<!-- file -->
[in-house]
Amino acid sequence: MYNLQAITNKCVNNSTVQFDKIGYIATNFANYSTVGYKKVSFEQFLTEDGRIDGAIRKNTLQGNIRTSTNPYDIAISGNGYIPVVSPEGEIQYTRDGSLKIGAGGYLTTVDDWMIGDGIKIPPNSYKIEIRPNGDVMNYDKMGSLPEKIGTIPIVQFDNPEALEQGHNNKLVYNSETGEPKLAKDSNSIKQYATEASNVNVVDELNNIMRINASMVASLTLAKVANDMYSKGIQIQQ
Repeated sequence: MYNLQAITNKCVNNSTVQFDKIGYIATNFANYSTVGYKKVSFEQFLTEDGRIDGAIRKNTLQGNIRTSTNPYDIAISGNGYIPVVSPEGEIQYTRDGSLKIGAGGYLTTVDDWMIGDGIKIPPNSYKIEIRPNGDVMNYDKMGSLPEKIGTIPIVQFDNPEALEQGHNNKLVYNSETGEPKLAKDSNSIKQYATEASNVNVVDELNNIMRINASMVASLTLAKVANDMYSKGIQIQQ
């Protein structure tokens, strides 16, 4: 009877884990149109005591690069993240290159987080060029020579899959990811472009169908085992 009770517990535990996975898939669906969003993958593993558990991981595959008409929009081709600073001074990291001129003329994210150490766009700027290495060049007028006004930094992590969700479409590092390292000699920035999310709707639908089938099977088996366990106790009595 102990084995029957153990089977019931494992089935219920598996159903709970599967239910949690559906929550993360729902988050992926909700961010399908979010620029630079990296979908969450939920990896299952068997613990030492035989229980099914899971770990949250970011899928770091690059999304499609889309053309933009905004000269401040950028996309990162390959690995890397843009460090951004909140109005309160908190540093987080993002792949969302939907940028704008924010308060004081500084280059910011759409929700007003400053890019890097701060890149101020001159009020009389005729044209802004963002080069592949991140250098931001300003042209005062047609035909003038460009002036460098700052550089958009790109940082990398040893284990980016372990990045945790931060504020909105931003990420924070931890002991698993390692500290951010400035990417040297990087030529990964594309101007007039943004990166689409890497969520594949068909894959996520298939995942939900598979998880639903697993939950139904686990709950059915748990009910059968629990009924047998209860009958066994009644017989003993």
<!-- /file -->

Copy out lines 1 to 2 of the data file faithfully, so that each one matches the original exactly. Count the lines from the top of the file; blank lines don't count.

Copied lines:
[in-house]
Amino acid sequence: MYNLQAITNKCVNNSTVQFDKIGYIATNFANYSTVGYKKVSFEQFLTEDGRIDGAIRKNTLQGNIRTSTNPYDIAISGNGYIPVVSPEGEIQYTRDGSLKIGAGGYLTTVDDWMIGDGIKIPPNSYKIEIRPNGDVMNYDKMGSLPEKIGTIPIVQFDNPEALEQGHNNKLVYNSETGEPKLAKDSNSIKQYATEASNVNVVDELNNIMRINASMVASLTLAKVANDMYSKGIQIQQ